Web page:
Accounting and accounting standards will continue to evolve over time as business continues to evolve. Online businesses have issues that couldn’t have been imagined even a decade ago. Standards and rules need to keep up with the evolution of the companies whose results they are designed to measure.



Accounting disclosures are as important as the actual numbers. Besides the balance sheet, P&L and statement of cash flows, a great deal of information is provided in the notes to the financial statements. Some key financial information is put directly into the financial statements in parentheses (e.g. on the balance sheet and the number of shares authorized and issued for common stock). Footnotes contain often critical information that may be considerable and include tables.

The note to the readers that "the accompanying notes are an integral part of these statements" alerts them to the notes' importance and is warranted. But since they are at the bottom — and because they are often numerous, lengthy and, at times, impenetrable — more casual users ignore them. (To learn more, see Footnotes: Start Reading The Fine Print.) This is a critical mistake as the information contained in some footnotes is often key to fully understanding the financial statements and some of the assumptions that were used in compiling the numbers.

What's included in the notes? There's information on securities held, inventories, debt, pension plans and other key elements in determining the company's financial position. In addition, the notes will contain information about the company's accounting policies. Under GAAP, companies often do have discretion to use varying methods for valuing assets, and recognizing costs and revenue. This "Summary of Significant Accounting Policies" will appear as the first note to the statement or in a separate section.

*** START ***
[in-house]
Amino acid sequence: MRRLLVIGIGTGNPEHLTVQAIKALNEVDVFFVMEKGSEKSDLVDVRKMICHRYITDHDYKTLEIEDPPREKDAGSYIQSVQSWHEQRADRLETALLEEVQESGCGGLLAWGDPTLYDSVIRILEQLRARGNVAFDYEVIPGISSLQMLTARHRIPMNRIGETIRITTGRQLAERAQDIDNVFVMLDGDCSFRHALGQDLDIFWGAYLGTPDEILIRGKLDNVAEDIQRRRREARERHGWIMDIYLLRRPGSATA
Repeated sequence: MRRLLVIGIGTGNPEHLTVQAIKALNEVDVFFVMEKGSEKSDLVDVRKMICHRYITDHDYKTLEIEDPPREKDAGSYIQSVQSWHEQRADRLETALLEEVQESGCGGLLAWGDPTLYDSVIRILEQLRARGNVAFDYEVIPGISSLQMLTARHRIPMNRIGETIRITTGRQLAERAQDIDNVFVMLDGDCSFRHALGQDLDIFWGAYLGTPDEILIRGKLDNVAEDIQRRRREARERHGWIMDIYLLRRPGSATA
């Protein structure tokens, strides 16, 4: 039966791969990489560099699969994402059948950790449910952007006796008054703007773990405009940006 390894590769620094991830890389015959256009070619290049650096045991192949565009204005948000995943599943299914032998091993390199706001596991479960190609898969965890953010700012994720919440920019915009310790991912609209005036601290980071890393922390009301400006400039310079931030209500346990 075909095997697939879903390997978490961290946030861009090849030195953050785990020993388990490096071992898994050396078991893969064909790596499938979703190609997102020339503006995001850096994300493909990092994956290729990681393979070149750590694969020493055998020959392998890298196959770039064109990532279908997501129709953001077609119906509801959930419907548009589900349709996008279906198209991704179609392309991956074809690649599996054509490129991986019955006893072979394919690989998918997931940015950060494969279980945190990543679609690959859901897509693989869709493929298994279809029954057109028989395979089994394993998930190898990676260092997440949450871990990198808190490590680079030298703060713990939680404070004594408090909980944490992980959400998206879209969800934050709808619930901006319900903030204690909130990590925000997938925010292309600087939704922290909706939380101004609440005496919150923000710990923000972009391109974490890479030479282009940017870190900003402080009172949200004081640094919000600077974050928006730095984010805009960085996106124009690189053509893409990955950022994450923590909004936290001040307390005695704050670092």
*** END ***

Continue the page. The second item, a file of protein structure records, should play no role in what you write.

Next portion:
There are other required disclosures external to the financial statements and notes, such as the Management Discussion and Analysis (MD&A), required by the SEC. In all, the list of required disclosures is long, detailed and complex. Although this exhaustive release of company information increases transparency, it does mean that financial statements become unwieldy. And the financial meltdown of 2008 —following the reforms implemented in the wake of the Enron scandals a few years before —had observers once again wondering whether, despite all the disclosures, the necessary information for decision-making is being included in financial statements. (For further reading read An Investor's Checklist To Financial Footnotes.)


Common footnotes include:

  • Notes that advise on significant accounting policies such as depreciation methods or how the company values its ending inventory.
  • Notes regarding events subsequent to the close of the accounting period presented. These can be significant depending upon the nature of the event(s).
  • Notes explaining intangible assets such as trademarks and the like.
  • Notes regarding employee benefits, often a significant cost for companies.